Local resident David Craig is no stranger to writing poetry.
To his credit, the professor of English who has taught creative writing at the Franciscan University of Steubenville for the past 25 years has published 13 collections.
But his two latest works out recently - "Whose Saints We Are" and "St. Francis Poems" - have a uniqueness about them, he says.
"These two books are different in that I really felt called to get rid of all my autobiographical poems, to just write about saints," notes the Weirton resident. "There's a real danger for poets to, unconsciously, write in a way that exalts themselves, to say in some deeper way: 'Look, see, I'm really a pretty good guy.' I think that's true, but I don't need to take up your time telling you about it! So the idea is to bless God," he said.
Craig's poems are devotional poems - "a nice way to praise God," he said.
"It's music, really, the sound of the words. And it's fun; there's play involved. Also, I'm always being fed by poetry. It's a way of hearing the 'real news.'"
Asked why he writes poetry, Craig said he discovered it was something he was good at, but also offered this reflection.
"We all have deep terrain within. We all have inner lives. That's where art goes; it's where it finds, dredges up, what is new and good. That's exciting to me. What new way can I appreciate or speak about God's mercy, about all he's done for me. But like all artists, I've got to push for the new," he said.
Craig's poetry has been widely published and anthologized, most significantly in David Impastato's "Upholding Mystery" for Oxford University Press where he shared space with only 12 other poets in the English-speaking world. Thirty-two of his poems are included there and also are recorded in the Library of Congress.
He also has co-edited three anthologies of Christian poetry and written two works of fiction. In addition to teaching, he edits a poetry chapbook series.
He resides with his wife, Linda, and their three children: David, Jude and Bridget.
Asked where he gets his inspiration for his poetry, Craig suspects Sigmund Freud, the father of psychoanalysis, wasn't altogether wrong.
"Poets write because there is something missing (true for all of us). That's psychological, but it's also existential," Craig said. "We are beautifully incomplete. We need God, we need the comedy that life, finally, is. But you can't have one without the other. That's what it means to be human, and art always humanizes us. That's why it's more than valuable, it's central to who we are as people," he said.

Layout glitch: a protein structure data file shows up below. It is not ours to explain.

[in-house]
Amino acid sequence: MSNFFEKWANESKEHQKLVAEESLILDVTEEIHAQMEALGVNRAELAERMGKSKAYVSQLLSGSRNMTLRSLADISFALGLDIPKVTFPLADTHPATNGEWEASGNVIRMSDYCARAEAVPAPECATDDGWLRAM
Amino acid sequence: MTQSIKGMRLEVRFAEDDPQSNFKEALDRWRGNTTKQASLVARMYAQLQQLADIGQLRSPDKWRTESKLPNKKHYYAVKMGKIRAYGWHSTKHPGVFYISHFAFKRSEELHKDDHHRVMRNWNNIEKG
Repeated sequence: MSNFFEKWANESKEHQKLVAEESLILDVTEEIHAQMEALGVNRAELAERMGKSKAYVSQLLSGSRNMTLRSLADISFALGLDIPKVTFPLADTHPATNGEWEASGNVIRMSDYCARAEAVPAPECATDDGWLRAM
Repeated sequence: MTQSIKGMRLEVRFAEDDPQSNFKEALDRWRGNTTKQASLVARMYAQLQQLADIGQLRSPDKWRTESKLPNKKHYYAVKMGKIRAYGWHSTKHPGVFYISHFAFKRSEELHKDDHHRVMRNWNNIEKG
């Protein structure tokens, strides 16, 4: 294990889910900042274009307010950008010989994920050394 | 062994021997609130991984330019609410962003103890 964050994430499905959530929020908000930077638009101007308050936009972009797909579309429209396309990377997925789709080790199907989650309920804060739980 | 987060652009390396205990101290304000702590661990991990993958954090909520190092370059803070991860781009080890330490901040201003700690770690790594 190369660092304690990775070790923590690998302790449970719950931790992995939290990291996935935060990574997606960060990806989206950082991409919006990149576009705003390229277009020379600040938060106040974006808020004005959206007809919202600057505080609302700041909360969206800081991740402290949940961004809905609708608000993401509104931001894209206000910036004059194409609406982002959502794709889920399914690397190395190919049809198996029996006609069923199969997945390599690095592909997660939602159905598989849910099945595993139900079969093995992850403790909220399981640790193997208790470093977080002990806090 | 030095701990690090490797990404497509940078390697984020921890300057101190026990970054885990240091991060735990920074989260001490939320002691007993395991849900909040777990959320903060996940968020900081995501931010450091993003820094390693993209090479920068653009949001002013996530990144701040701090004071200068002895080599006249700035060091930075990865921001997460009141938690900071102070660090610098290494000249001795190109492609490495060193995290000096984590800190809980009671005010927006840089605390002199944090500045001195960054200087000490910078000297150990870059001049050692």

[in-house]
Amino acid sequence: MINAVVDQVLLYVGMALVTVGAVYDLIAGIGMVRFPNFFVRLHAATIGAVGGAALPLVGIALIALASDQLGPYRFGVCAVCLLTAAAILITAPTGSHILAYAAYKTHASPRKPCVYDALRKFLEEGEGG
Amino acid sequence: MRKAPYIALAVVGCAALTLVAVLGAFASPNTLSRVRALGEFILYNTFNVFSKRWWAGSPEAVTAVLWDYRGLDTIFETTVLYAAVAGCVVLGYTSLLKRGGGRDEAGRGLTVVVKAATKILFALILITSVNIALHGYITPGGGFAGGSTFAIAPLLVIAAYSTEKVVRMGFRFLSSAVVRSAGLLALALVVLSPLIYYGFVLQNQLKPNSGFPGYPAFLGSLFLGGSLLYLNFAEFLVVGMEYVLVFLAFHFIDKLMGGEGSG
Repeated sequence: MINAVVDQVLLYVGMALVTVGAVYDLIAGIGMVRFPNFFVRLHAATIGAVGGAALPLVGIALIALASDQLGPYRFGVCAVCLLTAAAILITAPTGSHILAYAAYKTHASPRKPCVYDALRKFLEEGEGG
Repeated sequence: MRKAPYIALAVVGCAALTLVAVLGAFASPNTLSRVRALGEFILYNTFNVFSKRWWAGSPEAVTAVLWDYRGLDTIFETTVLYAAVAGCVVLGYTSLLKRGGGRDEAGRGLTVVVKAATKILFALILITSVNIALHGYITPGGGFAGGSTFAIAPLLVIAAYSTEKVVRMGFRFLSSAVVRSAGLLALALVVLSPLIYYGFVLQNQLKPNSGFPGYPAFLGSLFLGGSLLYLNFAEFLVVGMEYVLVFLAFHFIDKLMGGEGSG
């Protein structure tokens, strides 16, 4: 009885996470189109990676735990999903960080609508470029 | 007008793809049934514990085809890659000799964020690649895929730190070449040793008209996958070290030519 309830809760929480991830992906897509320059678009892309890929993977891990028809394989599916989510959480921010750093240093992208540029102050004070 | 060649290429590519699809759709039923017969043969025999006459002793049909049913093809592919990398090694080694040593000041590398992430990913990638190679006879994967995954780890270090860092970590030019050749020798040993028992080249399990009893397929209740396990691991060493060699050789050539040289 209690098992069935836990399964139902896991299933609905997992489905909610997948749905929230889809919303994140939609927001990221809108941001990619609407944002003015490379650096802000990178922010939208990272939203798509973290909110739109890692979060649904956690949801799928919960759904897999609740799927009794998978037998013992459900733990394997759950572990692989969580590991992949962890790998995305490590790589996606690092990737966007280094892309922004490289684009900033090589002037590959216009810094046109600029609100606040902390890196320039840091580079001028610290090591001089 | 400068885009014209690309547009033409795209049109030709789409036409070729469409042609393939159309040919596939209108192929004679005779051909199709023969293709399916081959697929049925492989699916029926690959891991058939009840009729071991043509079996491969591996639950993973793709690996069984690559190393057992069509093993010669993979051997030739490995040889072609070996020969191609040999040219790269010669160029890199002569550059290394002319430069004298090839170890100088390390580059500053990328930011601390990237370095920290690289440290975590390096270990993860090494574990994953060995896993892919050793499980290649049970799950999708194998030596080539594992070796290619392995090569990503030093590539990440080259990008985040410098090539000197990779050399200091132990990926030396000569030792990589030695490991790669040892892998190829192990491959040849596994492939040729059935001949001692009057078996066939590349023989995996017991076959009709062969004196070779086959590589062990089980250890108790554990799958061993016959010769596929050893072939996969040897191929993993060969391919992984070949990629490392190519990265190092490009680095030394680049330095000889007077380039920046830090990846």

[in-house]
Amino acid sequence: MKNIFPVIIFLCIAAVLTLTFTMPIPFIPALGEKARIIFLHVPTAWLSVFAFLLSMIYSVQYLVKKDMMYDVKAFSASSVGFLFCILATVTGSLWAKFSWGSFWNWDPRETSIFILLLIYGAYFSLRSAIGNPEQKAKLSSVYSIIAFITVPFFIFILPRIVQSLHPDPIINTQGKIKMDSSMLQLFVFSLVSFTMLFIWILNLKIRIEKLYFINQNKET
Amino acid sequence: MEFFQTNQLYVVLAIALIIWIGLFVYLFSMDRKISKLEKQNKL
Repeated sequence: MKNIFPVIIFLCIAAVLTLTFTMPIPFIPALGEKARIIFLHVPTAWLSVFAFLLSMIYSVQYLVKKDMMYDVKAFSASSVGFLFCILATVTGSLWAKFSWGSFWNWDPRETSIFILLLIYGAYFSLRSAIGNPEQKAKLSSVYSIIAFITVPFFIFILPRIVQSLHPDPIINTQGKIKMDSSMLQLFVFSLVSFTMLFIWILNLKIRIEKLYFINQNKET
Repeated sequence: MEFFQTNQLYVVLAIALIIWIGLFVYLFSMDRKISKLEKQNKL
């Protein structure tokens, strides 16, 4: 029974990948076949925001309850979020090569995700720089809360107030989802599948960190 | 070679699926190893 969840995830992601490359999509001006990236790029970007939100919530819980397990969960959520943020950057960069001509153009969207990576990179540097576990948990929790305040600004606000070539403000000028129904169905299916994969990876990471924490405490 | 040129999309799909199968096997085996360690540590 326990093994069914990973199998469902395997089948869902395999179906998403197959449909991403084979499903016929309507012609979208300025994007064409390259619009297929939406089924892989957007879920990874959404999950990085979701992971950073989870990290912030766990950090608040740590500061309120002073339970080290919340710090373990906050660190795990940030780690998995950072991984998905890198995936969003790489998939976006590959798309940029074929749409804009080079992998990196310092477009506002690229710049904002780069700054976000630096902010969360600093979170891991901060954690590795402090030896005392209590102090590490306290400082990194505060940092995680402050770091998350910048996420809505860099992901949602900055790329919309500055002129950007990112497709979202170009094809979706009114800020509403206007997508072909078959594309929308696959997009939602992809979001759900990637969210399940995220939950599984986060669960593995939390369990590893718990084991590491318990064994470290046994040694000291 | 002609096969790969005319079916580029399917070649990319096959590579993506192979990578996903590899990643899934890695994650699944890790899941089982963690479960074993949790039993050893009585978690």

"Beyond that, I trust that the Holy Spirit motivates what I do. As I tell my students, God likes us, why wouldn't he help? As a Christian, all we do is evangelistic in some way. It's a sweet thing: to wait on him," Craig said.
And besides, poetry is "just cool," according to Craig.
"That's why rappers rap. That's why Frank Sinatra chose the songs he did. Poetry is about what matters in life, what matters most deeply. It's about what's dearest to us, about the sadness of mortality and sin, about the answers - which will never be fully available until heaven. It's the soul calling out to its maker," Craig explained.
Asked what message he would like to get across to readers about his poetry, Craig responded, "As Christians, we belong to a great big family, a family who models for us and who is there to help. We can learn from these guys. One way to explain the saints is to talk about them as school. It's the Marian school of following Jesus. It's the Francis school of following Jesus. I found that meditating of St. Francis, that by reading the medieval sources, I could really start to penetrate what humility is. That, to me, is valuable in the extreme. It's not just a football player saying 'stay humble'; it's a deepening way of being. Now I haven't got that in my life, but I got closer to it in the writing and being there."
Craig said a professor he had as an undergraduate thought his poems "shared something with Robert Frost's; that is, she said they could be understood by many and by those who are more used to walking poetic landscapes. I hope she was right.
"I think these books might matter to average people because we all want more than we have. Most people are smart enough to know that that doesn't come with material stuff. So it's our shared search that makes the poems important, at least to the degree they are."
"Whose Saints We Are" is available for $11.20 in paperback on Amazon.com. "St. Francis Poems" is available for $12.35.
(Kiaski can be contacted at firstname.lastname@example.org.)